Semantic debate can be intellectual fun but rarely drives a satisfactory outcome or enhanced business performance (in my experience).
Being involved in a lot of activities related to an area often referred to as 'Governance, Risk and Compliance' or simply 'GRC', I continue to be puzzled by the phrase itself as well as the multitude of meanings it seems to project. Is it a business management ethos, the essence of how to run a business, a class of business software, a fancy term for the management of business risk and internal controls or what?
The independent OCEG body has both tried to define the ‘GRC’ term and even published a ‘Red Book’ on GRC capability maturity at http://www.oceg.org/view/RB2Project
Compliance Week has gone a stage further and produced a series of illustrations at http://www.complianceweek.com/Page/345/grc-illustrated-series (now we KNOW the management consultants are at work!). If a picture tells a thousand words, then these six (or is it 24?) illustrations indicate how this ‘GRC’ concept has become complex, ambiguous, shape-shifting and quite a significant commercial machine for a whole ecosystem of consultants, software vendors, advisors etc. Industry analysts report that the ‘GRC market’ is already huge at 33.5 billion USD (yes that’s BILLION) in 2009 - 11 billion for technology, 9.3 billion for services, and 13 billion for internal effort. I hope all that investment is driving the economic and social output of the organisations spending the money. I suspect half of it wasted along the lines of the famous comment about advertising (I can’t remember the source but it has been attributed to every marketing guru in the last 100 years!)
But I still don’t know what it means – Seriously! You ask 10 different people and you get 15 different answers. I am often asked to help a company that wants to ‘do a GRC project’. The hardest part is working out what they are trying to achieve. It often emerges that a ‘GRC project’ is a pseudonym for implementing an improved access control process for ERP systems. Even then, it is not always clear what (business) problem is the target of this new found affection . . .
Counter-intuitively, it’s easier to address this amorphous entity of ‘GRC’ from right to left (which may be easier if Arabic is your script of choice!). But despite reading and discussing the debates around the phrase (see this debate for example Debate on 'GRC' ), I am left with the uneasy feeling that the term confuses more than it helps . . . .
The 'Compliance' bit is fairly easy to comprehend, even if you extend from the generally accepted implication of adherence and assurance to external rules and regulations to a broader definition of all rules and policies that encompass 'the way we want to operate' . . .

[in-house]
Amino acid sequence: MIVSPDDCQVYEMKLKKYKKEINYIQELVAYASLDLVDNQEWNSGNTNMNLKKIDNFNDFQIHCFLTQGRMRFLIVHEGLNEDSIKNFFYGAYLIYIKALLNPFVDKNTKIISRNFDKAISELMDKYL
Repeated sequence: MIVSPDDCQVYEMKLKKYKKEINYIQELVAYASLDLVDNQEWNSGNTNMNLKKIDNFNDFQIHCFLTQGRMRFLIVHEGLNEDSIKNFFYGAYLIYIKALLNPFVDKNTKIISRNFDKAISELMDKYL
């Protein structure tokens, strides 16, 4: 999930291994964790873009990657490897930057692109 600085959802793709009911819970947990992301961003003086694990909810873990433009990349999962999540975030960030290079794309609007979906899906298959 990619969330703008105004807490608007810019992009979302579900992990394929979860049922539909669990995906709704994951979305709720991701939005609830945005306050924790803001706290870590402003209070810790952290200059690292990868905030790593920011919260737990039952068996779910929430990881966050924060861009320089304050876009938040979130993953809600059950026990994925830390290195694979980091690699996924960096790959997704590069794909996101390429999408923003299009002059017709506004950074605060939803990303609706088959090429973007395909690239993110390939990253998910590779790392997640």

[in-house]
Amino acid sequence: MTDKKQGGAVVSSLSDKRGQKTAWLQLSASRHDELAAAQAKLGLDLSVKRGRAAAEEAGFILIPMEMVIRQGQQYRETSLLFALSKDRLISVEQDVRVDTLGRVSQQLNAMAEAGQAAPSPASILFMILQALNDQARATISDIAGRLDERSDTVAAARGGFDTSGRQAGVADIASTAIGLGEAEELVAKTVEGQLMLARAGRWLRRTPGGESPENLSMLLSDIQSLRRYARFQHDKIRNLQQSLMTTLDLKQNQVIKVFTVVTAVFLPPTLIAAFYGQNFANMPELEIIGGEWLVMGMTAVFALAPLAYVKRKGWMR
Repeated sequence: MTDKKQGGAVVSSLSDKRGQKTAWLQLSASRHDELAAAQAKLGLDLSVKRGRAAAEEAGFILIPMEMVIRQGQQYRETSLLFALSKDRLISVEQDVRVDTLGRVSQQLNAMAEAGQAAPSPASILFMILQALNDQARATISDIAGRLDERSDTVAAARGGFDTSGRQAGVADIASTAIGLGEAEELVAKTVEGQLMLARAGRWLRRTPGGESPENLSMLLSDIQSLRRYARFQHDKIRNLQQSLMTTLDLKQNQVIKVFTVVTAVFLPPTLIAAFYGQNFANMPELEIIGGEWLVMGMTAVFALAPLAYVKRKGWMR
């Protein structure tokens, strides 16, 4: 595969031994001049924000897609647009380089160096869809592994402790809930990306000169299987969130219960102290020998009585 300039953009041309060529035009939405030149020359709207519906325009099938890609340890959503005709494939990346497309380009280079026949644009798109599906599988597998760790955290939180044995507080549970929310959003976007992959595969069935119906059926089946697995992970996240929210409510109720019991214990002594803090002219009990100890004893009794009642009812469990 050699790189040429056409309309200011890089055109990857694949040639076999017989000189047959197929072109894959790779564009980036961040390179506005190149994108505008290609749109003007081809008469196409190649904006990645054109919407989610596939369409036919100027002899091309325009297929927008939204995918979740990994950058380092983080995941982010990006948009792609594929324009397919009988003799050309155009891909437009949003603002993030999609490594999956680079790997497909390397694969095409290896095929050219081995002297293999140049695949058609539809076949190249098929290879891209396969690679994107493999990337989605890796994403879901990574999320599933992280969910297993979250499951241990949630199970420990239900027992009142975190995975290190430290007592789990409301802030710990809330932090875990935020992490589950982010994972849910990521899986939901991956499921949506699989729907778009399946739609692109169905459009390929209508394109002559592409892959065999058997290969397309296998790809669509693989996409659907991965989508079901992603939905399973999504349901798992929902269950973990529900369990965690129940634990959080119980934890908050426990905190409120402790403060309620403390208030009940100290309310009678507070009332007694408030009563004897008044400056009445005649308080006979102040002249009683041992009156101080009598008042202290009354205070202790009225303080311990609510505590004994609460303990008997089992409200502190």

The 'Risk' bit starts easy then gives you a bit of a headache when you move outwards from identified business risks and how to assess and mitigate them. When you start to consider all of the risks that you may not even have thought of as a business you start to wonder if the process actually helps or hinders business progress. As the famous Peter Drucker simplified perfectly, 'There is the risk you cannot afford to take, and there is the risk you cannot afford not to take.' . Risk is in essence the entrepreneurial activity at the basis of all business. Risks are taken for economic and, hopefully, society's advantage. When 'risk' becomes such a substantial and all-encompassing concept, we move into philosophical ground well beyond the comfort of most businesses as they try to define and allocate components of the business to be managed.
Oh! You thought that was bad? Governance? My head hurts. Governance in an organisational context, to me anyway, is the essence of stewardship relating to decisions that define expectations and authority and validate performance. This is usually what we refer to as a key element of the process of management or leadership (Ouch! Another debate lies there . . .). Governance is a big word . . .
So this is why I worry about software vendors, consultants, auditors, IT specialists and management gurus constantly referring to 'GRC' as if it is a neat new set of concepts to support business management.
There is nothing new in the concept.
At a detailed level, it covers too broad a territory to have a meaningful (and time-limited) conversation!
I respect these great folks who are labouring for common definitions and standards and XML thingummyjigs, but in essence I think we need to get back to first principles in any business.
To my simple brain there are two things in the domain that this 'GRC' term touches on
1) Business Performance - how to make the organisation as effective and efficient as reasonably possible and be able to measure and assure the levels achieved
2) Risk - how to reasonably identify, measure where possible and optimise risk in business, insofar as it makes economic sense. Whether the risk is compliance risk or internally identified risk, doesn’t make a lot of difference in the big picture, except in the level of fines and interruption you can expect if established rules are broken.
Which brings me to 'controls'. Internal controls for finance or operations, are the tools we use to manage risk and streamline operational performance. In fact controls have two sides of their coin, the performance perspective and the risk perspective. I believe this is where the interesting and value-creating activity should be focussed.
Large organisations are striving to achieve step change improvements in performance AND risk management. Let’s focus on these issues and leave the semantic debates for later years when we have the time with our feet up in front of the fire . . . . .
However, I did reach a significant birthday this last weekend, so that day may be sooner than I thought!